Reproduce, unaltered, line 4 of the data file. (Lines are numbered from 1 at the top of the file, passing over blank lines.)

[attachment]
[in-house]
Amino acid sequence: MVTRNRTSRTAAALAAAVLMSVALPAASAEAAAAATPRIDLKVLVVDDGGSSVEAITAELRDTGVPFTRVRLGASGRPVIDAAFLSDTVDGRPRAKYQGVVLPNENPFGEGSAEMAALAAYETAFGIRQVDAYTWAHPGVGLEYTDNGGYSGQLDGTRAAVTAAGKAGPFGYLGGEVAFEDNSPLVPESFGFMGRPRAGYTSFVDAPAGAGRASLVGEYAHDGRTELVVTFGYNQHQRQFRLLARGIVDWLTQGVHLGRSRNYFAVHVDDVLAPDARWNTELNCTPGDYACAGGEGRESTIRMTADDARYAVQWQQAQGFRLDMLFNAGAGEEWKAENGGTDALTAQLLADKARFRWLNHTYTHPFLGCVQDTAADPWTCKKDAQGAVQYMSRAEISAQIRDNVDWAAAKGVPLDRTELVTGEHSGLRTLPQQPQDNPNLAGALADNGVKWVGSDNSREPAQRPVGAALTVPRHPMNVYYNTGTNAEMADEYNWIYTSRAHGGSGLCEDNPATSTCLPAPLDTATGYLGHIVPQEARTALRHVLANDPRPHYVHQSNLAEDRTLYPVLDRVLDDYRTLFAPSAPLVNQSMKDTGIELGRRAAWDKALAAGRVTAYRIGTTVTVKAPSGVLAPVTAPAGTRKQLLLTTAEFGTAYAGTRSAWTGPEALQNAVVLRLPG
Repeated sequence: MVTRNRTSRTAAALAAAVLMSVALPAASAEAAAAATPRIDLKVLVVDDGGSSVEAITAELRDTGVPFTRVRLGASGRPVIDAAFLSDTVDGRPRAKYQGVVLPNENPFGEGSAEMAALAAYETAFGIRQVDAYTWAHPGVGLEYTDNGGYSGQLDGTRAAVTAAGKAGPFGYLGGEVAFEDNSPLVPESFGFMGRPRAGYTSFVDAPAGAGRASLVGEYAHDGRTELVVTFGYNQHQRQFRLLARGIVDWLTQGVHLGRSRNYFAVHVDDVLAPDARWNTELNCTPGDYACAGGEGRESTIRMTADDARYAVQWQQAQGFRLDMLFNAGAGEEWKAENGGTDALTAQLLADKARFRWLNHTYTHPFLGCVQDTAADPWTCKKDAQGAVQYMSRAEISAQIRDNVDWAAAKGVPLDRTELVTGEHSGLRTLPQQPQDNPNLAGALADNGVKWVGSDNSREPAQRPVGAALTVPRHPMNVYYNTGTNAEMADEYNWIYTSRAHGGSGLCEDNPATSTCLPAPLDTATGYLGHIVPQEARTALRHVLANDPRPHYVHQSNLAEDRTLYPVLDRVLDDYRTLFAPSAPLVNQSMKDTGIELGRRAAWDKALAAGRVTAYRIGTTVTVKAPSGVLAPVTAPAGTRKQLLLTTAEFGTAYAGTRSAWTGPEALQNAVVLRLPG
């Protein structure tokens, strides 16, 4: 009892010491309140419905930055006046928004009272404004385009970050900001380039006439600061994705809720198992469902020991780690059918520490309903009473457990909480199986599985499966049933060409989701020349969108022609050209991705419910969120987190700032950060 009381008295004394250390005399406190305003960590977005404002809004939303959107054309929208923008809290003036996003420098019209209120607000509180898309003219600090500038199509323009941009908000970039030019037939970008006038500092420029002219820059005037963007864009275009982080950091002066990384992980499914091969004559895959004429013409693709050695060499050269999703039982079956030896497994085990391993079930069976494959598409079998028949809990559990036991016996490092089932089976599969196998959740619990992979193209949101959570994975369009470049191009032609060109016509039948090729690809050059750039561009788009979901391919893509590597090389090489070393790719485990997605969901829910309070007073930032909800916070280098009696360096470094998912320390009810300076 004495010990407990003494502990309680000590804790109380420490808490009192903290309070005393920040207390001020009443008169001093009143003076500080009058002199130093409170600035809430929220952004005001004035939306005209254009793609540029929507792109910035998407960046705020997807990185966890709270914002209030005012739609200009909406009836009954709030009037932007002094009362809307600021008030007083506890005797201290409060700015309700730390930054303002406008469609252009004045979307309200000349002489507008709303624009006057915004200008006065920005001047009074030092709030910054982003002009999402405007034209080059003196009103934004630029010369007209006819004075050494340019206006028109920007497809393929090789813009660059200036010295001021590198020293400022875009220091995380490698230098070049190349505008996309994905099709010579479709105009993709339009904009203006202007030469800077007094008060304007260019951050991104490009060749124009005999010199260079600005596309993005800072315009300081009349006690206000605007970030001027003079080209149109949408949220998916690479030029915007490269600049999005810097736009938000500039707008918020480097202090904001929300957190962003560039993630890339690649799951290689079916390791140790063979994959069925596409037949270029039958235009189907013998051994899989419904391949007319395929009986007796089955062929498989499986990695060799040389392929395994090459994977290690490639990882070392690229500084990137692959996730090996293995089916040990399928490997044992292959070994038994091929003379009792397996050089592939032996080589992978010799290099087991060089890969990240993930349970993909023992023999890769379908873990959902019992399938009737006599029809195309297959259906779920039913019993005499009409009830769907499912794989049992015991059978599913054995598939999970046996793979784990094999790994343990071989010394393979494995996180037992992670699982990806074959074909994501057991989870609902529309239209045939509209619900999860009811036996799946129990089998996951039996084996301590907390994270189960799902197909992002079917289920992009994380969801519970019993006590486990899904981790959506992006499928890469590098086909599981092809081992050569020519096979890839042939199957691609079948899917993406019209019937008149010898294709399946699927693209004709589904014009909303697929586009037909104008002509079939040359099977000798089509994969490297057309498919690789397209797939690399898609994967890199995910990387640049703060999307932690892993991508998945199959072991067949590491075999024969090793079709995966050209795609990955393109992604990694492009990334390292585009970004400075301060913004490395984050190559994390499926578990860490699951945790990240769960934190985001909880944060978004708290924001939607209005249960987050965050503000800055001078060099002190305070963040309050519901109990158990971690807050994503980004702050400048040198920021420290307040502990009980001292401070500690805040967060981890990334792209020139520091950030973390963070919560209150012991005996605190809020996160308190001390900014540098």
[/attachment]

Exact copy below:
């Protein structure tokens, strides 16, 4: 009892010491309140419905930055006046928004009272404004385009970050900001380039006439600061994705809720198992469902020991780690059918520490309903009473457990909480199986599985499966049933060409989701020349969108022609050209991705419910969120987190700032950060 009381008295004394250390005399406190305003960590977005404002809004939303959107054309929208923008809290003036996003420098019209209120607000509180898309003219600090500038199509323009941009908000970039030019037939970008006038500092420029002219820059005037963007864009275009982080950091002066990384992980499914091969004559895959004429013409693709050695060499050269999703039982079956030896497994085990391993079930069976494959598409079998028949809990559990036991016996490092089932089976599969196998959740619990992979193209949101959570994975369009470049191009032609060109016509039948090729690809050059750039561009788009979901391919893509590597090389090489070393790719485990997605969901829910309070007073930032909800916070280098009696360096470094998912320390009810300076 004495010990407990003494502990309680000590804790109380420490808490009192903290309070005393920040207390001020009443008169001093009143003076500080009058002199130093409170600035809430929220952004005001004035939306005209254009793609540029929507792109910035998407960046705020997807990185966890709270914002209030005012739609200009909406009836009954709030009037932007002094009362809307600021008030007083506890005797201290409060700015309700730390930054303002406008469609252009004045979307309200000349002489507008709303624009006057915004200008006065920005001047009074030092709030910054982003002009999402405007034209080059003196009103934004630029010369007209006819004075050494340019206006028109920007497809393929090789813009660059200036010295001021590198020293400022875009220091995380490698230098070049190349505008996309994905099709010579479709105009993709339009904009203006202007030469800077007094008060304007260019951050991104490009060749124009005999010199260079600005596309993005800072315009300081009349006690206000605007970030001027003079080209149109949408949220998916690479030029915007490269600049999005810097736009938000500039707008918020480097202090904001929300957190962003560039993630890339690649799951290689079916390791140790063979994959069925596409037949270029039958235009189907013998051994899989419904391949007319395929009986007796089955062929498989499986990695060799040389392929395994090459994977290690490639990882070392690229500084990137692959996730090996293995089916040990399928490997044992292959070994038994091929003379009792397996050089592939032996080589992978010799290099087991060089890969990240993930349970993909023992023999890769379908873990959902019992399938009737006599029809195309297959259906779920039913019993005499009409009830769907499912794989049992015991059978599913054995598939999970046996793979784990094999790994343990071989010394393979494995996180037992992670699982990806074959074909994501057991989870609902529309239209045939509209619900999860009811036996799946129990089998996951039996084996301590907390994270189960799902197909992002079917289920992009994380969801519970019993006590486990899904981790959506992006499928890469590098086909599981092809081992050569020519096979890839042939199957691609079948899917993406019209019937008149010898294709399946699927693209004709589904014009909303697929586009037909104008002509079939040359099977000798089509994969490297057309498919690789397209797939690399898609994967890199995910990387640049703060999307932690892993991508998945199959072991067949590491075999024969090793079709995966050209795609990955393109992604990694492009990334390292585009970004400075301060913004490395984050190559994390499926578990860490699951945790990240769960934190985001909880944060978004708290924001939607209005249960987050965050503000800055001078060099002190305070963040309050519901109990158990971690807050994503980004702050400048040198920021420290307040502990009980001292401070500690805040967060981890990334792209020139520091950030973390963070919560209150012991005996605190809020996160308190001390900014540098």